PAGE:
SeniorAge, the nonprofit that employees me, does a few things that helps bridge these gaps. They have a comprehensive (but not nearly everyone that needs it) phone assurance program to check on seniors under their client list. They accomplish this with staff and volunteers and it is provided free (as is nearly everything they do although some programs have a suggested but not required donation to keep the program afloat). Another thing SeniorAge does extremely well is it offers wellness programs located most often in senior centers that help prevent falls that make this scenario such a reality. So much more could be done if funding was more robust, but they work very efficiently with what they are afforded by legislatures, grants and private donations. SeniorAge is an outside of the box thinking group. They started a fan drive recently at a bunch of senior centers and distributed hundreds of free box fans to seniors who need them, but more always needs to be done.
So, do you know someone who has dementia or is caring for someone who does? Does one of your neighbors? Find a way to be sure that they are being checked on. Call on your area agency on aging (same organization that SeniorAge belongs to). Call the Alzheimer’s Association. Make sure their caregiver knows you have his/her back if needed. Familiarize yourself with your state’s Silver Alert (or similar) program and assist when possible with it.
I know getting to know neighbors is messy. Unfortunately now I have live in the same neighborhood in a different town for over 5 years and know far too few people around me. I get it. I do! However, there are many in this age group and also many who have dementia that need us to be there for them in an extended support network. I will commit to finding a way to help better. Will you?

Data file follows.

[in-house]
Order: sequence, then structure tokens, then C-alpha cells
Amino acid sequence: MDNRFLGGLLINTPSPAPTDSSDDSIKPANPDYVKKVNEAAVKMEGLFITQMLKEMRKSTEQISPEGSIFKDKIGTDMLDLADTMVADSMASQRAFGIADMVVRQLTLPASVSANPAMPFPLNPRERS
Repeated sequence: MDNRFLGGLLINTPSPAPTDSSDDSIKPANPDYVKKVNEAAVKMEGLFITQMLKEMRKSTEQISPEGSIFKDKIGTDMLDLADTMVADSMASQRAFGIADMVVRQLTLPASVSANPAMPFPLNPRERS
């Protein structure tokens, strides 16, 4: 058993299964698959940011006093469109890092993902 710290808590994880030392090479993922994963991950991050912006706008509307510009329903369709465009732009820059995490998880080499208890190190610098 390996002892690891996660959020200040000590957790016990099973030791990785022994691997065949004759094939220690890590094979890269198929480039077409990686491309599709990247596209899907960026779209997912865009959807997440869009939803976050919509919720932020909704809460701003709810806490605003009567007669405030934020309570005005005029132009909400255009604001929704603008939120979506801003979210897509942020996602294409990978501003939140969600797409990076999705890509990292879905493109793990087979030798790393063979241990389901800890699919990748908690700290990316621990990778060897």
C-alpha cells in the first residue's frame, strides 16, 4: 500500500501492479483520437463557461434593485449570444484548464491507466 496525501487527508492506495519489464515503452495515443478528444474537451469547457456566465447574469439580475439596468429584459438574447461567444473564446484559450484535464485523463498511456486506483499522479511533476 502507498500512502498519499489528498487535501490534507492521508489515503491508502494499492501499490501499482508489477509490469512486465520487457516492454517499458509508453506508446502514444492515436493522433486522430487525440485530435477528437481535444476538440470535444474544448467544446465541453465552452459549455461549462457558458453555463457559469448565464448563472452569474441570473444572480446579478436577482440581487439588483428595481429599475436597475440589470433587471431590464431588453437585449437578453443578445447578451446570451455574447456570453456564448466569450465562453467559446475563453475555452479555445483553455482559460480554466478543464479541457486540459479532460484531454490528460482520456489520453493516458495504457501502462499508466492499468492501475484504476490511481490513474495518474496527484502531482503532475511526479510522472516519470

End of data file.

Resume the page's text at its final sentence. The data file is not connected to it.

Life was so simple back in Wormyville. If a patient with dementia wandered out and about and seemed confused, there would have been a dozen people stop them to check on them before it became a news story. I know that technology has replaced humanity so much that we shouldn’t NEED such a tight community, but wouldn’t it be great to go back and give it a try again? Until then, let’s fill in those gaps.
Update on mom: Things are still stable and doing well. I was gone for 2 days celebrating my 48th birthday, but my sis and my step-dad filled me in. I know mom is happy these days, but I am 100% sure she would love to be back to those days in Wormyville again.
4 thoughts on “Wormyville”
What a Great Story Mark. I lived the subdivision behind Somerville 65-67. It was a Great Neighborhood.
I am afraid heaven may be the next opportunity for some of the good points of Wormyville. Not much going the right direction these days… (Sorry for being gloomy. 😉 )
I lived in a neighborhood called Timmerman-West (T-West), in Milwaukee, Wisconsin, which was much as you describe. Momma’s memories of this neighborhood in which she lived for 55 years of her life have disappeared too. I moved her closer to me in 2015, but even up until the day she moved, her neighbors were there for her, checking on her, mowing her lawn, taking her homemade cookies (as a ruse to check on her), and calling me if something didn’t seem right.
I long for the simple life too. The days when kids played in the streets until the street lights came on, ice-cream trucks pedaled their sweet stuff, the mailman knew your name and brought your dog treats, birthdays, weddings and babies were cause for celebration, and everyone had each other’s back. Thanks for writing this piece and helping me conjure up my own memories of a wonderful life.
My old neighborhood is less and less like that now as people have moved away. One can hope to find that again, but it is harder and harder. I just wonder if is technology or transportation or increased opportunities or the demise of the family or something else that has hindered that life?